- Ubisoft Connect
- EA Desktop app
- Bethesda Games Launcher
Afterburner is an awesome free combo package for overclocking your GPU and making your games run better. The graphics overclocking part of the program will let you tweak the settings of your GPU, getting even more performance out of a card with higher memory and processor clocks. The built-in hardware monitoring will help you tune in performance. But plenty of overclocking utilities can do all that.
What sets MSI Afterburner apart is its incorporation of RivaTuner Statistics Server, a powerful tool that lets you enforce framerates on your games. Some games deliver frames at an uneven pace, making performance choppy, and their own framerate controls aren't up to par. With RTSS, you can dial in that smoothness, as Durante explained in this Witcher 3 guide.
Oh yeah: it can capture screenshots, too.
Yes, it makes your screen look orange and weird. But stick with f.lux for a few days, and you'll wonder how you ever stared at an eye-searing LCD at night without it. The tagline "software to make your life better" may sound trite, but when you're preventing headaches and improving your quality of sleep, it really is true. f.lux automatically color tints your monitor as the sun sets to mimic natural lighting. It kicks in towards the end of the work day, warming the typical LCD white-blue to something much easier on the eyes. If you use iOS's "Night Shift" mode, you've already experienced what f.lux does—Apple copied it wholesale.
Free image editor Glimpse
This offshoot of famous freeware GIMP modernizes the interface to be a bit more like Adobe Photoshop. Glimpse is a bit easier to use but can do all the same stuff as GIMP. It's probably the best free tool around for editing images if you need to do anything more complicated than cropping.
VLC and MPC-HC can both play just about any media file under the sun, thanks to a ton of built-in codecs. In the rare instance that one of them doesn't work, the other almost certainly will. We prefer MPC by a hair, mostly due to its menu layout and how quickly (instantly, really) it starts up. You can't go wrong with VLC, but MPC is our media player of choice for all of our ancient AVIs and newer Blu-ray rips. Plus, if you ever want to play two big video files side-by-side, why not have both?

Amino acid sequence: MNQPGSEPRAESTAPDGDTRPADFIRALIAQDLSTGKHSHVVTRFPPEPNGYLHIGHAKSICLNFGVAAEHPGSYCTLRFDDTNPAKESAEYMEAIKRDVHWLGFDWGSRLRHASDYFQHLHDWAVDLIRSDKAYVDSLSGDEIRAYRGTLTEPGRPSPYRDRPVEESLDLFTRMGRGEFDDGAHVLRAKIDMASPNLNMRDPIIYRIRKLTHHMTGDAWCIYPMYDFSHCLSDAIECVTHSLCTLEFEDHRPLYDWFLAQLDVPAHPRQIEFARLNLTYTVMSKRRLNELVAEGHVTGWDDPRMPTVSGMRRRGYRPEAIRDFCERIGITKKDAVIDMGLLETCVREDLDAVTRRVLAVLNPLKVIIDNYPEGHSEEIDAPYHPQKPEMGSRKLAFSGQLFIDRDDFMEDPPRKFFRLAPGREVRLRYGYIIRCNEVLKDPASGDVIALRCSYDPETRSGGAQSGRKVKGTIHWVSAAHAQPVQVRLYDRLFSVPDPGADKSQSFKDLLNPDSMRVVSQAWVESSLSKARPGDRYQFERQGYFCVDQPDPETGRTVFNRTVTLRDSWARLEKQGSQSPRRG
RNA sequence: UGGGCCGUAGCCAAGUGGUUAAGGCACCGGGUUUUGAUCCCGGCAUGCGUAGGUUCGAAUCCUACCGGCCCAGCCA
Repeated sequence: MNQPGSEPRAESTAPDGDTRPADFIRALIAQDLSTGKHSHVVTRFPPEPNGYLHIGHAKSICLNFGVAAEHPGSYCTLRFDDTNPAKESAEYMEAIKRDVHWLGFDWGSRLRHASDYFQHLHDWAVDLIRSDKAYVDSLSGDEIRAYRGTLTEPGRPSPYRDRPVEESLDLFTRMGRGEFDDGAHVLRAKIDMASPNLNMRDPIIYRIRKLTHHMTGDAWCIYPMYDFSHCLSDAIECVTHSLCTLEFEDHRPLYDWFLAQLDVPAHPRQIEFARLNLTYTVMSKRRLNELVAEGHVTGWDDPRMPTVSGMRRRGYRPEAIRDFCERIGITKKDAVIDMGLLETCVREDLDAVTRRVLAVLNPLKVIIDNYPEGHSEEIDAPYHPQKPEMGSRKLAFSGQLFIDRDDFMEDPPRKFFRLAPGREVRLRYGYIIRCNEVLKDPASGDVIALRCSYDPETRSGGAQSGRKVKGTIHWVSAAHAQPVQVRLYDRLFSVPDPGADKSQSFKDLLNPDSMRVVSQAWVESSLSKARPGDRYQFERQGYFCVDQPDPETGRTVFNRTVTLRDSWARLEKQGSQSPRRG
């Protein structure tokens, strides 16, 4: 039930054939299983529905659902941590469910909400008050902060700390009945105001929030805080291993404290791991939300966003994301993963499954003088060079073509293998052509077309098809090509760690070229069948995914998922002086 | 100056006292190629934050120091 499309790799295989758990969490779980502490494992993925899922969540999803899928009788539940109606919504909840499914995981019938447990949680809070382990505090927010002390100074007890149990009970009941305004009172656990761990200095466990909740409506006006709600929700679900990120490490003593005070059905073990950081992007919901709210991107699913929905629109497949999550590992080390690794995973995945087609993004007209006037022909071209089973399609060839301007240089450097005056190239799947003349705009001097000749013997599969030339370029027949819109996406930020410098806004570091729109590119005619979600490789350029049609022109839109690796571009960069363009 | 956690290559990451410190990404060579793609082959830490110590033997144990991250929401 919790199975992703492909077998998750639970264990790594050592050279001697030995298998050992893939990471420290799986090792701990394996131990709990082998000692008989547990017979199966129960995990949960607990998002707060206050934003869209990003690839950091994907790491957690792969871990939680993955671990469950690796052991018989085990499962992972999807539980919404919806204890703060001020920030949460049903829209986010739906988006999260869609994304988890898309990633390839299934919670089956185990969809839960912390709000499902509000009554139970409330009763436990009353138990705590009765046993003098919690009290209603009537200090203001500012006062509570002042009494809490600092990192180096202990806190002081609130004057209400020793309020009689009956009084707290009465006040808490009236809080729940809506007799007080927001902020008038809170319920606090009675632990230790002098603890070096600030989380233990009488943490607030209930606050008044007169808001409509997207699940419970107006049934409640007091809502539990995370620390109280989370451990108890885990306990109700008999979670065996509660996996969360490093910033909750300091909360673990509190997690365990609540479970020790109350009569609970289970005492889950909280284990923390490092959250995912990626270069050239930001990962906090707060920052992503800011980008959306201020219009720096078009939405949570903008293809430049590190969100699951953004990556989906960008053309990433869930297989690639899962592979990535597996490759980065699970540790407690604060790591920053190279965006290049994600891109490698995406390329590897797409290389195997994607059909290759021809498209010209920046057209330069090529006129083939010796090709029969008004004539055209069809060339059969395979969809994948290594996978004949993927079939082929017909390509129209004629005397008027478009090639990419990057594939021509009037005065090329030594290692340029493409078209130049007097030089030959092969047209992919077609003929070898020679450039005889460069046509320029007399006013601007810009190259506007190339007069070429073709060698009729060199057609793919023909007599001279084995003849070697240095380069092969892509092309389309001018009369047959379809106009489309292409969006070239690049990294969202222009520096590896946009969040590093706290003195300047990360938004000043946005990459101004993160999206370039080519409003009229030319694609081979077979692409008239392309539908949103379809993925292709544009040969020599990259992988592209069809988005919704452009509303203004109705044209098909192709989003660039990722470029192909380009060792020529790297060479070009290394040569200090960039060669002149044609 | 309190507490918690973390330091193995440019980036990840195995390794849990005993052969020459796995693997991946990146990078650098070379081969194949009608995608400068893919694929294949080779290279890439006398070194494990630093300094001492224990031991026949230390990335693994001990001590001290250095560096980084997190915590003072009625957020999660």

Another very handy free tool. SoundSwitch lets you set basic keyboard shortcuts to swap between audio inputs and outputs. If you tend to swap between speakers and headphones, for example, you can make a shortcut for that, instead of having to open the Windows sound settings. I also love that it lets you set a pop-up to show which device you've switched to—so if you can't hear anything, you can easily tell which device your PC is trying to output sound to. It's a small utility and a cinch to install. I wrote more about it in a full article here.
Mouse driver software
Whatever gaming mouse you use, it's got software to go with it that will let you bind your keys, adjust the DPI, and more. Download it to configure your mouse to your liking.
Our favorite gifmaking tool. Gifcam is a free, very small program that lets you record an area of your screen, edit the gif frame-by-frame, add effects, and export at a nice compressed size. Or you can go high framerate and upload to a site like Gfycat for a nice smooth webm.
Interested in doing any streaming, or just recording your desktop or games on occasion? OBS is the free, open source software of choice. It's highly customizable recording/streaming software that you can configure to suit your system. You can choose how it encodes video and at what quality level and framerate, so you won't overtax your PC while gaming. OBS is as simple or powerful as you want it to be. You can set up loads of different "scenes" to swap between what you're capturing, but you can also just set it to capture your desktop and click a button if that's all you need.
If you bought one of the best gaming laptops, or prebuilt desktop, it probably already came with all the basic drivers you need for it to work--network adapter, sound, etc. But your motherboard probably has some utilities you could download that come in handy. They often make it easy to upgrade the BIOS from Windows, or overclock from your desktop without restarting and booting into the UEFI. And upgrading your BIOS will ensure that your system is running in tip-top shape. Whether you do that upgrade from Windows or the UEFI, having these tools at the ready will make your new system just a bit nicer and easier to use.